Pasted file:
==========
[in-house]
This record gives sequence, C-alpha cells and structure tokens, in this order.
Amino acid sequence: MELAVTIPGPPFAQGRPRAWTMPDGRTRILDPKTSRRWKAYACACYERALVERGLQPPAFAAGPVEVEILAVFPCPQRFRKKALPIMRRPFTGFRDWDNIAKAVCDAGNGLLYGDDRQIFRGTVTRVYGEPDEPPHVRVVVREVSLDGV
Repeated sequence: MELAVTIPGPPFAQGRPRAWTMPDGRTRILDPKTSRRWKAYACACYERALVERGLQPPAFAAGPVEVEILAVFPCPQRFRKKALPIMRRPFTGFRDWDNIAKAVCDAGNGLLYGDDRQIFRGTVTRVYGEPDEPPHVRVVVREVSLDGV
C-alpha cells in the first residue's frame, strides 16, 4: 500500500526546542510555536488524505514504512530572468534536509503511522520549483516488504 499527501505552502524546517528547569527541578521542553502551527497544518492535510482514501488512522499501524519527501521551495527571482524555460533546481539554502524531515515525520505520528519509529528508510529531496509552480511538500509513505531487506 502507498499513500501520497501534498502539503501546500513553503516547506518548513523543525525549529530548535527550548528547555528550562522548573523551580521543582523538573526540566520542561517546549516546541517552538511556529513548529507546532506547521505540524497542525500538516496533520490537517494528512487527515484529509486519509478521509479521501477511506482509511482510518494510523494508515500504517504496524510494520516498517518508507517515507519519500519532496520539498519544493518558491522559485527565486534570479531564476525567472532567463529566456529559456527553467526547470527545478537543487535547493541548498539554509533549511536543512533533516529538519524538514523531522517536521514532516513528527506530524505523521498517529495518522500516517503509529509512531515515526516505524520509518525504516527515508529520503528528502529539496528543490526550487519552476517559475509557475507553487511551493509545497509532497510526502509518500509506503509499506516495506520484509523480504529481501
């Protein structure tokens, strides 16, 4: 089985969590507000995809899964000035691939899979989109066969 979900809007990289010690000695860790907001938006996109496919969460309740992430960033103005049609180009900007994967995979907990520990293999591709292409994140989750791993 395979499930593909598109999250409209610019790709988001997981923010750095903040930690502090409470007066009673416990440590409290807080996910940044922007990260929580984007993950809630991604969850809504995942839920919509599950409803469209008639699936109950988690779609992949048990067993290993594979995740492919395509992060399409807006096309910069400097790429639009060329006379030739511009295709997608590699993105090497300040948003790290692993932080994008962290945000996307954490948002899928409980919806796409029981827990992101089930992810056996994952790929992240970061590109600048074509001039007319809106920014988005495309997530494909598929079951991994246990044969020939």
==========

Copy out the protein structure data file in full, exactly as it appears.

[in-house]
This record gives sequence, C-alpha cells and structure tokens, in this order.
Amino acid sequence: MELAVTIPGPPFAQGRPRAWTMPDGRTRILDPKTSRRWKAYACACYERALVERGLQPPAFAAGPVEVEILAVFPCPQRFRKKALPIMRRPFTGFRDWDNIAKAVCDAGNGLLYGDDRQIFRGTVTRVYGEPDEPPHVRVVVREVSLDGV
Repeated sequence: MELAVTIPGPPFAQGRPRAWTMPDGRTRILDPKTSRRWKAYACACYERALVERGLQPPAFAAGPVEVEILAVFPCPQRFRKKALPIMRRPFTGFRDWDNIAKAVCDAGNGLLYGDDRQIFRGTVTRVYGEPDEPPHVRVVVREVSLDGV
C-alpha cells in the first residue's frame, strides 16, 4: 500500500526546542510555536488524505514504512530572468534536509503511522520549483516488504 499527501505552502524546517528547569527541578521542553502551527497544518492535510482514501488512522499501524519527501521551495527571482524555460533546481539554502524531515515525520505520528519509529528508510529531496509552480511538500509513505531487506 502507498499513500501520497501534498502539503501546500513553503516547506518548513523543525525549529530548535527550548528547555528550562522548573523551580521543582523538573526540566520542561517546549516546541517552538511556529513548529507546532506547521505540524497542525500538516496533520490537517494528512487527515484529509486519509478521509479521501477511506482509511482510518494510523494508515500504517504496524510494520516498517518508507517515507519519500519532496520539498519544493518558491522559485527565486534570479531564476525567472532567463529566456529559456527553467526547470527545478537543487535547493541548498539554509533549511536543512533533516529538519524538514523531522517536521514532516513528527506530524505523521498517529495518522500516517503509529509512531515515526516505524520509518525504516527515508529520503528528502529539496528543490526550487519552476517559475509557475507553487511551493509545497509532497510526502509518500509506503509499506516495506520484509523480504529481501
């Protein structure tokens, strides 16, 4: 089985969590507000995809899964000035691939899979989109066969 979900809007990289010690000695860790907001938006996109496919969460309740992430960033103005049609180009900007994967995979907990520990293999591709292409994140989750791993 395979499930593909598109999250409209610019790709988001997981923010750095903040930690502090409470007066009673416990440590409290807080996910940044922007990260929580984007993950809630991604969850809504995942839920919509599950409803469209008639699936109950988690779609992949048990067993290993594979995740492919395509992060399409807006096309910069400097790429639009060329006379030739511009295709997608590699993105090497300040948003790290692993932080994008962290945000996307954490948002899928409980919806796409029981827990992101089930992810056996994952790929992240970061590109600048074509001039007319809106920014988005495309997530494909598929079951991994246990044969020939």